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Pressure of a Fluid and Gas in a Closed Vessel

Pressure of a Fluid and Gas in a Closed Vessel

(OP)
Hello,

I am trying to figure out if a fluid and a gas in the same closed vessel have the same pressure. Specifically, I have a water pipeline that I want to attach a pressure monitor to. The thought is to attach the monitor at an air release valve but we're wondering about whether any air pockets at that location would give us inaccurate pressure readings since they would prevent the water from reaching the monitor. We are are concerned with measuring the water pressure in the pipeline.

Thanks!

RE: Pressure of a Fluid and Gas in a Closed Vessel

Yes, the pressures will be the same.

RE: Pressure of a Fluid and Gas in a Closed Vessel

But you may be measuring pipeline pressure at a relative high point. That will get you the lowest pressure in the region. Reading at a low point will get you the regional maximum pressure.

RE: Pressure of a Fluid and Gas in a Closed Vessel

"any air pockets at that location would give us inaccurate pressure readings since they would prevent the water from reaching the monitor. We are are concerned with measuring the water pressure in the pipeline. "

The water pressure will cause any air pockets to shrink until the air pressure in the pocket equals the water pressure. The one thing that might be different would be water hammer, since the air will damp any fast pressure impulses.

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RE: Pressure of a Fluid and Gas in a Closed Vessel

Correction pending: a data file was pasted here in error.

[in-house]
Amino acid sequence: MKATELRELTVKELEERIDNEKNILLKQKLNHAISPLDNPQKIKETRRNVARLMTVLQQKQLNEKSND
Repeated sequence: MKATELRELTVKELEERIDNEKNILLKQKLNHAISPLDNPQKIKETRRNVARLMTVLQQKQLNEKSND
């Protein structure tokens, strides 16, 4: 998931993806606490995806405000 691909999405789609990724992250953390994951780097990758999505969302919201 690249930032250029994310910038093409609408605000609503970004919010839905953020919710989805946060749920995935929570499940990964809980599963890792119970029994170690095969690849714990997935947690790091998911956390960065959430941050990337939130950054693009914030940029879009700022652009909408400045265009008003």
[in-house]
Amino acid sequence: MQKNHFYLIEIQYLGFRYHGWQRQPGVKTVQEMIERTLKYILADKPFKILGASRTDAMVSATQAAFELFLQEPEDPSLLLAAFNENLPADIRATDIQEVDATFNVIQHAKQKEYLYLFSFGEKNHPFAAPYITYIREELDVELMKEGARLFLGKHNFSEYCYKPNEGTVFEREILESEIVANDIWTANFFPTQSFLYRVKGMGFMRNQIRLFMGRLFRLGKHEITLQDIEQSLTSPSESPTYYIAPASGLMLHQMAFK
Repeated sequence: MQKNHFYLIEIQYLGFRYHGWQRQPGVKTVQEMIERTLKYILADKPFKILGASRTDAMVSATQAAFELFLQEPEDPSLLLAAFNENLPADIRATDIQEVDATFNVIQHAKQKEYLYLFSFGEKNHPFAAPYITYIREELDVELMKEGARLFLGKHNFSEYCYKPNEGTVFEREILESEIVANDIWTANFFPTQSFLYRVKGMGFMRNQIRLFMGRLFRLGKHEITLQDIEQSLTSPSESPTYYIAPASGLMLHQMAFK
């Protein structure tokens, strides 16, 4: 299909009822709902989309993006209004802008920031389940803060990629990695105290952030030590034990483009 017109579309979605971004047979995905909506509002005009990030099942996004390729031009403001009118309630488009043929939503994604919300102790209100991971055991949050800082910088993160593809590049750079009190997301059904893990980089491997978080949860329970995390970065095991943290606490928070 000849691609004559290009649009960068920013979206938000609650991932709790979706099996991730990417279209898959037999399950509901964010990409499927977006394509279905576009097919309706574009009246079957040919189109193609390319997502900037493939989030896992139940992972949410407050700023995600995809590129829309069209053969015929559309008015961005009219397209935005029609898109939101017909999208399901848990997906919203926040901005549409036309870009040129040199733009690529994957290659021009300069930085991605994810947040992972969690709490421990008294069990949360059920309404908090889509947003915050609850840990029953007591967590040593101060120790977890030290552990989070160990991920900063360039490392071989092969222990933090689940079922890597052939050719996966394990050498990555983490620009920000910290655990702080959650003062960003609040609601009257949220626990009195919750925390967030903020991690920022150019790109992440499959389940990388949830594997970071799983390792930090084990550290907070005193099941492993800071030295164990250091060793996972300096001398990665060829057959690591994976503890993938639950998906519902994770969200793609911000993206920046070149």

Excellent point by BigInch

The total energy in the pipeline is the sum of the static, dynamic and hydrostatic pressures. The dynamic energy depends on the velocity head and will be relatively small. The static pressure is the pressure as measured moving with the fluid that can be measured with a pressure gauge.

However, the hydrostatic pressure will depend on the elevation. If the pipeline is relatively level, the hydrostatic pressure will be constant. If there is significant elevation difference, then there will be differences in pressure due to the elevation. For these applications, the elevation head will have to be added to the static pressure.

RE: Pressure of a Fluid and Gas in a Closed Vessel

(OP)
Thank you everyone!

RE: Pressure of a Fluid and Gas in a Closed Vessel

One thing I would caution. I guess the argument that pressure is pressure whether by water or air, at least at one location, may at least in some cases have some merit/legs. However, most venerable standards I am aware of do instead direct you to fill the line and effectively vent/eliminate the air from any significant high points. The further point I would make is that IMO this standard practice requirement is not only for generally really good safety reasons, but also for the ability to estimate reasonably well e.g. via relative filled pipe elevations what the applied test pressure/head really is along the pipeline (during that test), at other locations in the pipeline that may happen to be at distant locations above and below that gauge location.
If you instead know you have, or happen to have, a whole lot of trapped air, e.g. resulting from slow filling from an often high elevation water source though without careful air evacuation at intermediate higher points or peaks in lengthy slugs of air and water "columns" (in peaks and valleys of the pipeline), I can tell you one will not really have the pressure one may think one has at other positions in the line. Water will not in these circumstances, "seek its own (the same) level," in the sense of say a normal "water level" from one end to the other!
In other words, when you have some lengthy air slugs at multiple higher points in between, the actual pressure/head at any low point will e.g. instead of the gauge pressure applied to a water-filled pipe summit at a high point plus the water elevation head at the immediately lower point of interest, in the case of applying the pressure to a huge air slug over a hill be only the sum of the pressure of the overhead air at the gauge that is essentially the same as the air pressure at the lower air/water interface plus only the height of the immediately overhead water column from the elevation of that air interface to the valley, wherever that (unseen) interface actually is?

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